Suicide on Campus
Problems that precipitate suicide are usually temporary ones. Problems in romantic relationships, acdemics, and finances are stressful, especially for freshmen. This is one reason why college students are at high risk. Unfortunately, suicide is a permanent solution to these temporary issues.
Although no one can predict with 100% accuracy who will attempt suicide and when, the following signals may indicate a risk of suicide. As a general rule, the more warning signs that are present, the greater the risk of suicidal behavior.
Signs of depression include:
- periods of prolonged sadness that may include frequent crying
- feelings of hopelessness, helplessness, and/or worthlessness
- insomnia or excessive sleeping
- significant appetite loss or gain
- decreased interest or pleasure in previously enjoyable activities
- themes of death in artwork, poetry and/or conversation
4 out of 5 people who actually die by suicide have attempted suicide at least once previously.
Any real or perceived loss such as a death, a relationship breakup, loss of status/prestige, or physical impairment.
Alcohol or other drug abuse
If a person cannot resist using a drug or control the amount used, there is a substance abuse problem.
The more specific the plan, the greater the risk.
Giving possessions away
Repeatedly, it has been found that when a person is prevented from completing suicide, he or she is extremely grateful later. With rare exception, a suicidal person is ambivalent about dying. Often, if the pain can be reduced even slightly, the person can find some hope and reconnect with a desire to live. The fewer suicide attempts someone makes, the less likely they are to ultimately die by suicide.
How You Can Help
You might have never directly dealt with a suicidal person. If such a situation presents itself, you might feel uncomfortable, helpless, or even overwhelmed. Despite these feelings, it is very important that you show support to this person: ask them about any suicidal thinking, and refer them to get help. Doing so can be the difference between life and death. Here are some simple steps to follow:
- Directly ask about suicidal intentions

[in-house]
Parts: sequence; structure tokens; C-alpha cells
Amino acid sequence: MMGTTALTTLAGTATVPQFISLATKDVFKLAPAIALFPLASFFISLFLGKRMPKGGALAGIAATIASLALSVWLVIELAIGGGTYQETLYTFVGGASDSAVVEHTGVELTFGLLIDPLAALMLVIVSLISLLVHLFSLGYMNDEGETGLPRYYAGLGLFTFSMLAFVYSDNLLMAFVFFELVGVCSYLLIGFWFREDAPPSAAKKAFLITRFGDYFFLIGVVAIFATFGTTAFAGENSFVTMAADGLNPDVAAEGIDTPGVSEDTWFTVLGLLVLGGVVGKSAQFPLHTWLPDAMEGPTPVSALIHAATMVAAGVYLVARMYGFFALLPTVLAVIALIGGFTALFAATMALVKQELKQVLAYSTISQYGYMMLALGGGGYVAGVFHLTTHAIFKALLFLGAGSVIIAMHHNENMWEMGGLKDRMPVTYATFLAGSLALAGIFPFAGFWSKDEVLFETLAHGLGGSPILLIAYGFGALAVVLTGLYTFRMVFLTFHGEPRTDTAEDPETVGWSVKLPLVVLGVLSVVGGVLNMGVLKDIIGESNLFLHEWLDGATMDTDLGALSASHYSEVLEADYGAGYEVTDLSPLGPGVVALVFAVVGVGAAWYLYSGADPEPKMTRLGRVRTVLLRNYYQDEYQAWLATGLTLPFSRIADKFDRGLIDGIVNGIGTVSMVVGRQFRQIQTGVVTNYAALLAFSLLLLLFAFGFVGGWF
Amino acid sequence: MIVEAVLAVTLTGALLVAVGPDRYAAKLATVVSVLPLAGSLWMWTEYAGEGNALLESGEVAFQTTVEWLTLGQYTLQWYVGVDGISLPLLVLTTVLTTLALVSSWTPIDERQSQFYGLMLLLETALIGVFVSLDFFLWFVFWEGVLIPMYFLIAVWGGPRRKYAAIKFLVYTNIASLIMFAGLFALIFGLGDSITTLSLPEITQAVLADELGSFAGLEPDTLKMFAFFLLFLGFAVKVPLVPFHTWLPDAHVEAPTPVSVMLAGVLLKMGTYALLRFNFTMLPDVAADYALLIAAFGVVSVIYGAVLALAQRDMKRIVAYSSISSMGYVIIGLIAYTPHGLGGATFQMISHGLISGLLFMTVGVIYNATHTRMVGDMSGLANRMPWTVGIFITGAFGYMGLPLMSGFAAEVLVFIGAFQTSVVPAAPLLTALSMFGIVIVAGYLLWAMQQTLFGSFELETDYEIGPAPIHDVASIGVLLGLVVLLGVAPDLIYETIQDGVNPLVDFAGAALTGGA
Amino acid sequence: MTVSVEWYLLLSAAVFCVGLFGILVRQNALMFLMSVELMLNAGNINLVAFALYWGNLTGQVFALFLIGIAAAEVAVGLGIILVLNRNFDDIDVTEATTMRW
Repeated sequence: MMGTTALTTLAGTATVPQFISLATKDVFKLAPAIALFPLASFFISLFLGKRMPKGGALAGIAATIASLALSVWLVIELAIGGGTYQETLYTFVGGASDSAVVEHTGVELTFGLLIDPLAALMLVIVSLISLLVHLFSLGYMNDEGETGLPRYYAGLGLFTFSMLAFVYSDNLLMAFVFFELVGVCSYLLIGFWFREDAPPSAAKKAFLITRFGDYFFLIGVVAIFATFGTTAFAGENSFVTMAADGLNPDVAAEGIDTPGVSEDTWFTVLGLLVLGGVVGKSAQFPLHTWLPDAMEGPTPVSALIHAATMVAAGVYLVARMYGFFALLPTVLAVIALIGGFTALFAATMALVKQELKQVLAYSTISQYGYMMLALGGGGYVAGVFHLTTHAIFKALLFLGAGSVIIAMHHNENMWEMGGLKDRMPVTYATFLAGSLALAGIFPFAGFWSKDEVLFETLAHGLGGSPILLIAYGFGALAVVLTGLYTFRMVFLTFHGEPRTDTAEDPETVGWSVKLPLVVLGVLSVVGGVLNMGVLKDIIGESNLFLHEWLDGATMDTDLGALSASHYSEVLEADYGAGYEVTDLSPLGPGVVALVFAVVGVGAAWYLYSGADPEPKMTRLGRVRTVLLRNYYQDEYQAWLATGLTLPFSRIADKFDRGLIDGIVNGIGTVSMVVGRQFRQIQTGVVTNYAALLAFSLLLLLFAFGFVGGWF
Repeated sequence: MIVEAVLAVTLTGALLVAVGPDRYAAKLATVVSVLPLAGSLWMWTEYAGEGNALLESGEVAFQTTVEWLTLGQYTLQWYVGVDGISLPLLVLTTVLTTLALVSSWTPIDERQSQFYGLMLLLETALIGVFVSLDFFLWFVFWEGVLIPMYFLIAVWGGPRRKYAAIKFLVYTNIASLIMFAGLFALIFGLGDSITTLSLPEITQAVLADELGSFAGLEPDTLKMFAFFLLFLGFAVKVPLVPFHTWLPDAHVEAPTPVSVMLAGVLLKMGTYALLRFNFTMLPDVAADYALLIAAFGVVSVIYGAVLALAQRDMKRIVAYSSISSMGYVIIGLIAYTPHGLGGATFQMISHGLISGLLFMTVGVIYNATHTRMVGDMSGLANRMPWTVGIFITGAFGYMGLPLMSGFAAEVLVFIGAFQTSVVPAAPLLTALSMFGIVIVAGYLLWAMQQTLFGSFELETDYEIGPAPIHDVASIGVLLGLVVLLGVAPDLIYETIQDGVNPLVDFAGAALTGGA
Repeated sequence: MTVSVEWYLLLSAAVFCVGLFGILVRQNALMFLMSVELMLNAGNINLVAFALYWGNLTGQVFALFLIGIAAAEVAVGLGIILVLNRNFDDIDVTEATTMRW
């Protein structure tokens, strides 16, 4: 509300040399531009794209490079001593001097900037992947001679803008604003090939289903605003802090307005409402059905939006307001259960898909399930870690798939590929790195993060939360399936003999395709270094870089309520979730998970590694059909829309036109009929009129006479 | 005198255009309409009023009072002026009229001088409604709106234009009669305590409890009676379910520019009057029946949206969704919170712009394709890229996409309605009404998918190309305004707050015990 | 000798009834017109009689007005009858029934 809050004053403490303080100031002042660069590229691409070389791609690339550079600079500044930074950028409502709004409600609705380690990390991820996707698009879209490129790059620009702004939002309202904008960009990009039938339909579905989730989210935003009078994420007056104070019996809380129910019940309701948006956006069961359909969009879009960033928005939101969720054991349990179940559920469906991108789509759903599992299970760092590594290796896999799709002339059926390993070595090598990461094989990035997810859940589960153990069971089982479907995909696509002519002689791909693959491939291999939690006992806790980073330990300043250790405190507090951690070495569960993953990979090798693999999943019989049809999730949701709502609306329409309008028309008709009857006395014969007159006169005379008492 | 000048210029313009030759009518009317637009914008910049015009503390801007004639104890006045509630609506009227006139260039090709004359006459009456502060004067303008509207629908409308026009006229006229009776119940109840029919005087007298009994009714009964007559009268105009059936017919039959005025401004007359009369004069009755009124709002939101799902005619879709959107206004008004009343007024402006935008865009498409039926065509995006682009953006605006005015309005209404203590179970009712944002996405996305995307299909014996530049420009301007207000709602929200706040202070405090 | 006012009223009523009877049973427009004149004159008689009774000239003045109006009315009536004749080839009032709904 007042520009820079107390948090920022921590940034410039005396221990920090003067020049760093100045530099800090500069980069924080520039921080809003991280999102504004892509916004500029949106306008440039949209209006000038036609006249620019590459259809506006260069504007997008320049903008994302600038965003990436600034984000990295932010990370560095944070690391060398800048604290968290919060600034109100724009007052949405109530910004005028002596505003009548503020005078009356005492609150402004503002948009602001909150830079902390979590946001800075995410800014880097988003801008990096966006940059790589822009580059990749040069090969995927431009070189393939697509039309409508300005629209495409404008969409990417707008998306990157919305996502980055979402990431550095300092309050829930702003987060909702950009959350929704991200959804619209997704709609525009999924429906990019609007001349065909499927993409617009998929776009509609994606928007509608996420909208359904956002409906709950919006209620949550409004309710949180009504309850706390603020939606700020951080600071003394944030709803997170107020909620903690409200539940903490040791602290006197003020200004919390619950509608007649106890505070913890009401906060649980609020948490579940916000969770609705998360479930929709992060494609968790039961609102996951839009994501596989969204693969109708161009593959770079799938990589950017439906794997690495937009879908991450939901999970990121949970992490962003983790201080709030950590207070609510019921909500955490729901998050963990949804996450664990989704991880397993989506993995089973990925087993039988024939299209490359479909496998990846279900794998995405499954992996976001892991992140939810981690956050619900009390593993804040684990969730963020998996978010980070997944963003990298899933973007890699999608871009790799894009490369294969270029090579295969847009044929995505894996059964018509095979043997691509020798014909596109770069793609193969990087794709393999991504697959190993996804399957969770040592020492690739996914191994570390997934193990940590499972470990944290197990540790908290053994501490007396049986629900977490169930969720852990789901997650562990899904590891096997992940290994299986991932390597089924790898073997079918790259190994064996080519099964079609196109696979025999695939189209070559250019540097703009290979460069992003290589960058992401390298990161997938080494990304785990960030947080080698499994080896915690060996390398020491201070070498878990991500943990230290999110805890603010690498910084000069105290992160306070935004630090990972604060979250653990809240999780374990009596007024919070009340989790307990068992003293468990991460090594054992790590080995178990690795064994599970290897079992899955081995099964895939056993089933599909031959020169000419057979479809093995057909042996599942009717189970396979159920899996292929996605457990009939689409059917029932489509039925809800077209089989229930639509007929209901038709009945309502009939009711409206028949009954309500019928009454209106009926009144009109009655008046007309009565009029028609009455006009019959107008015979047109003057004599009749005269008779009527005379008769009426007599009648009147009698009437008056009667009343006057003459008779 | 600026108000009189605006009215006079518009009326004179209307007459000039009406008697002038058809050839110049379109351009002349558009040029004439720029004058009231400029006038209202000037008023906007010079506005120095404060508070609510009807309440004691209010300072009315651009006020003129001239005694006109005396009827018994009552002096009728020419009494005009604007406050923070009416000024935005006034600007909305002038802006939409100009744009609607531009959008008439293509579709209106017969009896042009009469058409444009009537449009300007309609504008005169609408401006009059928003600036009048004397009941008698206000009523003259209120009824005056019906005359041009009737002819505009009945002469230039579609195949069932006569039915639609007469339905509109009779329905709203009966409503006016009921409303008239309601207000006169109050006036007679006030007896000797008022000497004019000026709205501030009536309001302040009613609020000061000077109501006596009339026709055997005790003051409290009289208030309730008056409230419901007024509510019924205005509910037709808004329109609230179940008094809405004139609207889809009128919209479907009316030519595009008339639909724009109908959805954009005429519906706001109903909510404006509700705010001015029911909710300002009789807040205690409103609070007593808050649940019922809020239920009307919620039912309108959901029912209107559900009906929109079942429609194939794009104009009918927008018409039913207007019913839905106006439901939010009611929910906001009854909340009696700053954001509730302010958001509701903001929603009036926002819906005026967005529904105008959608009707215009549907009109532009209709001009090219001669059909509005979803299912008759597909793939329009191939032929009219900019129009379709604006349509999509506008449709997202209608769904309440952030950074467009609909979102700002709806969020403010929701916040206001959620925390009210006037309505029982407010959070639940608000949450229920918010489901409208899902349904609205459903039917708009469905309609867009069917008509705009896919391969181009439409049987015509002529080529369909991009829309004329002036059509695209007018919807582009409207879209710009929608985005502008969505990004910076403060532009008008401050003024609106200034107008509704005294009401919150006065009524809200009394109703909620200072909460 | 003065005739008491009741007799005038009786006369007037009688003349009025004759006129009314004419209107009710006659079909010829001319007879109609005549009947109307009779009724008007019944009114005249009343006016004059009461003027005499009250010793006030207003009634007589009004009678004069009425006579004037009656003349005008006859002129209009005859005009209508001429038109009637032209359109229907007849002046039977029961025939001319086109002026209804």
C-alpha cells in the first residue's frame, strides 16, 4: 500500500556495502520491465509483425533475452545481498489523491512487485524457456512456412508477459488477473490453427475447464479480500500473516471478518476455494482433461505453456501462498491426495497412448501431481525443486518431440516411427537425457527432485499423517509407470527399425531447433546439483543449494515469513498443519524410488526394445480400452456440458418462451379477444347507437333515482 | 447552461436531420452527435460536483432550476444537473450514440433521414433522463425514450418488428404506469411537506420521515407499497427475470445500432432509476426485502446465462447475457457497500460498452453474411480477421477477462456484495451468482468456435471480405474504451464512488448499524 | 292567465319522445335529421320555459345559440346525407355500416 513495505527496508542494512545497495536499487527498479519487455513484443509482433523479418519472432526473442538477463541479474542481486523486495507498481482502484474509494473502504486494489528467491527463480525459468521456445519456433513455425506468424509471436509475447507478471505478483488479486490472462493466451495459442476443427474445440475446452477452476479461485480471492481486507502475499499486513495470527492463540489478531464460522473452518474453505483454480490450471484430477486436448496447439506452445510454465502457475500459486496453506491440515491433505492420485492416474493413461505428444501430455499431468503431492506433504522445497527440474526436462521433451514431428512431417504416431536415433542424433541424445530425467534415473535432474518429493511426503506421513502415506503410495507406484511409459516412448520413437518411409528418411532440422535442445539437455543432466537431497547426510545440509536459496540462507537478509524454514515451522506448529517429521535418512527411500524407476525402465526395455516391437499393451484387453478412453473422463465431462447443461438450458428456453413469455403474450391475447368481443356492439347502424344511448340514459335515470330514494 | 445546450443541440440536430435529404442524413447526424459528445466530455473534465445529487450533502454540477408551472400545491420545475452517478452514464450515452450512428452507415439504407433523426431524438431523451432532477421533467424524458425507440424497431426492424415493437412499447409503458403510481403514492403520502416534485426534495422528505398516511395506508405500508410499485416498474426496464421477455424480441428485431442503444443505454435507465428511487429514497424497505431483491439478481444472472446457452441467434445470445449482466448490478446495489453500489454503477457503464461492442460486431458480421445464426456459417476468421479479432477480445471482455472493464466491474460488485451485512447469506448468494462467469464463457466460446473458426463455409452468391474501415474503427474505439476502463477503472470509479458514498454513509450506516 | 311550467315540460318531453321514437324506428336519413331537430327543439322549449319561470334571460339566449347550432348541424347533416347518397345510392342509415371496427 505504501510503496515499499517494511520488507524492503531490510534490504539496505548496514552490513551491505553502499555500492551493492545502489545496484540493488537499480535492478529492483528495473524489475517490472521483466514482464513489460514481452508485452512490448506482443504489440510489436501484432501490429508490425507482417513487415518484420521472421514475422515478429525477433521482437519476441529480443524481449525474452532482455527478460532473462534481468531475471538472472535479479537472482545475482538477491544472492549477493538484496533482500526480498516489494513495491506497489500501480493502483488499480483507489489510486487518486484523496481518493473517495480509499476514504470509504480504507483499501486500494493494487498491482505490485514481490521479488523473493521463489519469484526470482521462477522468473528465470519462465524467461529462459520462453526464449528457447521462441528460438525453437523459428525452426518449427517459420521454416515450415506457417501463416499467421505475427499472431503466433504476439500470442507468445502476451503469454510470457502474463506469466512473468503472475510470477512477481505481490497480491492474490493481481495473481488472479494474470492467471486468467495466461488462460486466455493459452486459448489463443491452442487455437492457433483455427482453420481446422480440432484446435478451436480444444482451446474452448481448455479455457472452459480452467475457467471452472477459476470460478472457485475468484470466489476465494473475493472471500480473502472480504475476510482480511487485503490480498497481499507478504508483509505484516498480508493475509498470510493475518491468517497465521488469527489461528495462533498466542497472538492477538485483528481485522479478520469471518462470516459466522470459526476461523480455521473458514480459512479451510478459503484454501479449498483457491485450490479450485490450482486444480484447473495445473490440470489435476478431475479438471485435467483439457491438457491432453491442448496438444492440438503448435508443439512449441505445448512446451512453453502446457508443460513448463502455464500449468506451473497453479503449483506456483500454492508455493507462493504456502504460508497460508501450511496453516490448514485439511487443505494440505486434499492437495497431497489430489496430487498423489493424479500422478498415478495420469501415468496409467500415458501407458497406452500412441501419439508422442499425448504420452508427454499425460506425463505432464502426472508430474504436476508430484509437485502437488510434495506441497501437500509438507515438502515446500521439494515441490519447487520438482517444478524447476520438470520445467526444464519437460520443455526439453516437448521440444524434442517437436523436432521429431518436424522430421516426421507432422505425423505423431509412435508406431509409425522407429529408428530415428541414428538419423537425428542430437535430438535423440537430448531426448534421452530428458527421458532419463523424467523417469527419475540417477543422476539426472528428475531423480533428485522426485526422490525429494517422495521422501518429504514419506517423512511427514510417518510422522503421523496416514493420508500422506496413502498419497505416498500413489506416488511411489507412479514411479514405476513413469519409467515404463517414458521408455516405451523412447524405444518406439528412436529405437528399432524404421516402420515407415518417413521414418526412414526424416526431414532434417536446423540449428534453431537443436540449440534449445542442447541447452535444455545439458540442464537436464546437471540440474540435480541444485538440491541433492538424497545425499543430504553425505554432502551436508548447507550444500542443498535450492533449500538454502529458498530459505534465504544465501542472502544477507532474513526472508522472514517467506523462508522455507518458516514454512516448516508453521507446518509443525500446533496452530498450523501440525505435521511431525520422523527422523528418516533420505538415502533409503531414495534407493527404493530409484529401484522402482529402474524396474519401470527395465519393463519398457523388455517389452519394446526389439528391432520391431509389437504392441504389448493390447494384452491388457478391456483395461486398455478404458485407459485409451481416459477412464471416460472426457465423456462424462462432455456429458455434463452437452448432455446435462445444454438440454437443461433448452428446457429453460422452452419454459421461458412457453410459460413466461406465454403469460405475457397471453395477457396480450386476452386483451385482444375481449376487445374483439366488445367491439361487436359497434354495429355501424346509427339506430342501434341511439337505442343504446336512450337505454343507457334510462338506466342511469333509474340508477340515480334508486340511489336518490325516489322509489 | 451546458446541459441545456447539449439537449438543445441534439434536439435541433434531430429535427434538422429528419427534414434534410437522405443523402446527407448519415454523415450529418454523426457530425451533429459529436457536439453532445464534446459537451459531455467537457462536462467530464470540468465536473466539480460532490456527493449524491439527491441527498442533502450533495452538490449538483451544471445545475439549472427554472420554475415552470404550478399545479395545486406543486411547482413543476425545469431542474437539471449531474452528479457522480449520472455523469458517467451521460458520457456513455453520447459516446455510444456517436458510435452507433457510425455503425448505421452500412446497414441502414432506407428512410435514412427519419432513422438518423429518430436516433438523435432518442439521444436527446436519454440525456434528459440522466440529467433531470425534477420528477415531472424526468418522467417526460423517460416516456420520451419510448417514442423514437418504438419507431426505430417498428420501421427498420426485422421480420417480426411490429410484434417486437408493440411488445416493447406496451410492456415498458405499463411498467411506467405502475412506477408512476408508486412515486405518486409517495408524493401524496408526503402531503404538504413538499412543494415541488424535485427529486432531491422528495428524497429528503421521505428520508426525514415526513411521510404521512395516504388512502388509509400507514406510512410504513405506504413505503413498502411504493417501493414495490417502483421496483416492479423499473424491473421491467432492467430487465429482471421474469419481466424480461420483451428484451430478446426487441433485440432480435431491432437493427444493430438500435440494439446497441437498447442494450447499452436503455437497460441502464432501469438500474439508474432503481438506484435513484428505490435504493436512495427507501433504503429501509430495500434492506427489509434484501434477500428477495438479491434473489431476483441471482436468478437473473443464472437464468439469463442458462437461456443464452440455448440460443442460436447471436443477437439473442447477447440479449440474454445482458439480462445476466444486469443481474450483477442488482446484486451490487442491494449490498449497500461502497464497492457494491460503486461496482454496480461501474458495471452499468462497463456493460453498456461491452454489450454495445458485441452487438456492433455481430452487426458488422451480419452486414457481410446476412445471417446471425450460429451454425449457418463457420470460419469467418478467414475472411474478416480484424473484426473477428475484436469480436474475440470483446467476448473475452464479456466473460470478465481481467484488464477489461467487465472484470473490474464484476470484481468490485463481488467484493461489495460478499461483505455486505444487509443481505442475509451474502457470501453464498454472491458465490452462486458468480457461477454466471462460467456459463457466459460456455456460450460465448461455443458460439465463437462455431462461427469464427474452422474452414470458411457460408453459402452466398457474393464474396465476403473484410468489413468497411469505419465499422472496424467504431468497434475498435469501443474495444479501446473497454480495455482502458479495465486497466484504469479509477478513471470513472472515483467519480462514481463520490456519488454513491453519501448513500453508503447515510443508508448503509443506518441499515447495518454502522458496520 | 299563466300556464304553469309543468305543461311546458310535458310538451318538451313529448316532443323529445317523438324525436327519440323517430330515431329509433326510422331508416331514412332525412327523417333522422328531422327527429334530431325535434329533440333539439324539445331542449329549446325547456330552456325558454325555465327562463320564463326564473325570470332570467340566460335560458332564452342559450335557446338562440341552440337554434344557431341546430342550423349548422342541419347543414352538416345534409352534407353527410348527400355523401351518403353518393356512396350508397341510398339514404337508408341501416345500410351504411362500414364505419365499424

Ask, “Are you thinking about suicide?” You will not increase a person’s risk of suicide by asking her/him directly about it. Studies show that such a question can be a relief to a person who is suicidal. He or she may actually welcome the chance to express painful feelings. Even if the person is not having suicidal thoughts, he/she is likely to appreciate your care and concern for them.
- Tell them that you care
Show that you care, and express it: “I care about you.” “You are important to me.” Also avoid being judgmental or arguing about the moral issues regarding suicide.
- Tell them that help is available and let them know how to seek help
Let the individual know that help is available, help is effective, and that seeking help is the courageous thing to do. You could even offer to accompany them to their first appointment with a doctor or counselor, or could help them schedule the appointment.
- Follow up with the individual you are concerned about
Oftentimes people are uncomfortable talking to a suicidal person a second time because “they don’t want to remind them of their misery,” they “don’t want to make them uncomfortable,” or they figure “if they need to talk to me again, they will.” The fact is that most people in distress feel like a burden to others, and are unlikely to bring this issue up again. It is important to let the individual know that you are still thinking about them and care about them, and, most importantly, it is important that you follow up to insure that they have received help.
- Talk with others.
This is extremely important! Do not allow yourself to be the only one helping a suicidal person. Recognize the limits of your expertise and responsibility. Share your concerns with family, friends, or appropriate staff members.Do not be bound by secrecy. An angry friend is better than a deceased one.
Four Myths about Suicide
- Myth: People who talk about suicide don’t commit suicide. Fact: Eight out of 10 people who die by suicide have verbalized their intent beforehand.
- Myth: Only certain types of people commit suicide. Fact: All types of people commit suicide: male and female, young and old, rich and poor. It happens in every racial, ethnic, and religious group.
- Myth: When a suicidal person begins to feel better, the danger is over. Fact: Most suicides occur within 90 days following improvement in the person’s mental or emotional state.
- Myth: People who attempt suicide are just trying to get attention. Fact: The vast majority of people who threaten or attempt suicide are really reaching out for help. This in no way diminishes the potential lethality of their actions.
No Time For Goodbyes: Coping with Sorrow, Anger and Injustice After a Tragic Death by Lord Janice Harris (Ventura, Ca.: Pathfinder Publishing, 1988.)
Not With My Life I Don’t: Preventing Your Suicide and That of Others by Howard RosenthalMuncie (IN.: Accelerated Development, 1988.)
National Suicide Prevention Lifeline (24 hours/day, 7 days/week): 800-273-TALK (8255)
Around-the-clock crisis and suicide prevention helpline for lesbian, gay, bisexual, transgender and questioning youth.